We are all born into a web of relationships and circumstances, tragedies and opportunities. As I was coming into this world, my family lived through parades in Ireland one day and a funeral procession soon after. We never get to choose. My life in a famous and often star-crossed American clan would not be without its trials and disappointments, but I had as my father a man who not only was faith-filled and disciplined but who also insisted, in large part because of his faith, on the grace and joy in life. He possessed, and insisted on to me and his family and friends, a sustaining and empowering awareness of God’s active grace in the world. When I was a young boy, that quality in him saved me from hopelessness; as I became an adult, it slowly shaped my vision for how to live, especially once I had to undertake the stern stuff of living without him.

Excerpted from A GOOD MAN by Mark K. Shriver. Copyright © 2012 by Mark K. Shriver. Excerpted by permission of Henry Holt and Company, LLC. All rights reserved. No part of this excerpt may be reproduced or reprinted without permission in writing from the publisher.

© 2012 MSNBC Interactive

Photos: R. Sargent Shriver dies at 95

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  1. Robert Sargent Shriver Jr. escorts his bride, the former Eunice Kennedy, from St. Patrick’s Cathedral in New York on May 23, 1953. Shriver had worked for Eunice Kennedy's father, the former abassador to the United Kingdom, in Chicago. Shriver went on to be a former U.S. vice presidential nominee and served as the first Peace Corps director. He died Jan. 18 at age 95. (AP) Back to slideshow navigation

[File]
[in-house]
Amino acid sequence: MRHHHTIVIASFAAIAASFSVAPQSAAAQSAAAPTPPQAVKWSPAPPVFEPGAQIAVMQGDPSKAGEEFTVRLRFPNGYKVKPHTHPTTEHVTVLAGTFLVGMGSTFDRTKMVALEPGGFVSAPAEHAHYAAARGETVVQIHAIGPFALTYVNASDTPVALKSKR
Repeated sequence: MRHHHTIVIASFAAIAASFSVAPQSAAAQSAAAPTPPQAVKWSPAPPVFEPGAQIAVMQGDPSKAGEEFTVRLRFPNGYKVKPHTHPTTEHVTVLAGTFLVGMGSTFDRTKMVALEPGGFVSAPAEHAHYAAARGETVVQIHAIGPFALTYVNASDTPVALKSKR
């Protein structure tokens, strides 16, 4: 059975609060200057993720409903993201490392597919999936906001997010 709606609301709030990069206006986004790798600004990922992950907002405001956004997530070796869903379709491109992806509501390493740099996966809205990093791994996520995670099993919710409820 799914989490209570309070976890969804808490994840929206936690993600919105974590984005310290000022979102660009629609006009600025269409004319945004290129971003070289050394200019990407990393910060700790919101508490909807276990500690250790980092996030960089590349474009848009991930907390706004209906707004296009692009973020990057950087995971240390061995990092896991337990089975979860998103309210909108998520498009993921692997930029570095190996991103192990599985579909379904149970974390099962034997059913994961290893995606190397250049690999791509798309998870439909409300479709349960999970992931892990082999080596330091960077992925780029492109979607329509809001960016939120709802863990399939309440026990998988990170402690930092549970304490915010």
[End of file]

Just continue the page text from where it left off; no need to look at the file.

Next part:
2. Sargent Shriver served as a campaign coordinator for John F. Kennedy. Here, President-elect Kennedy, center, is surrounded by members of his family in the living room of the home of Joseph P. Kennedy, John's father, on Nov. 9, 1960. Standing, left to right: Ethel Kennedy; Steve Smith and wife, Jean Kennedy; Sen. Kennedy; brother Robert Kennedy, campaign manager; sister, Patricia Lawford; Shriver; brother Ted's wife, Joan; and British actor Peter Lawford. In the foreground, seated are: sister Eunice Shriver, left; mother Rose Kennedy; father Joseph; Jacqueline Kennedy, wife of John, and his brother, Ted Kennedy. (AP) Back to slideshow navigation
  3. President John F. Kennedy and Sargent Shriver, first director of the Peace Corps, left, host a White House reception for the inaugural group of Peace Corps volunteers on Aug. 28, 1961. The volunteers were to serve in Ghana and Tanganyika (later Tanzania). (Joseph Scherschel / Time & Life Pictures/Getty Image) Back to slideshow navigation
  4. After John F. Kennedy's assassination, Shriver was among the family at the funeral Mass at St. Matthew's Cathedral in Washington on Nov. 25, 1963. In front are Robert F. Kennedy, Jacqueline Kennedy and Edward M. Kennedy. Behind Jacqueline Kennedy is Shriver. President Lyndon Johnson and first lady "Lady Bird" Johnson are in the background. (AP) Back to slideshow navigation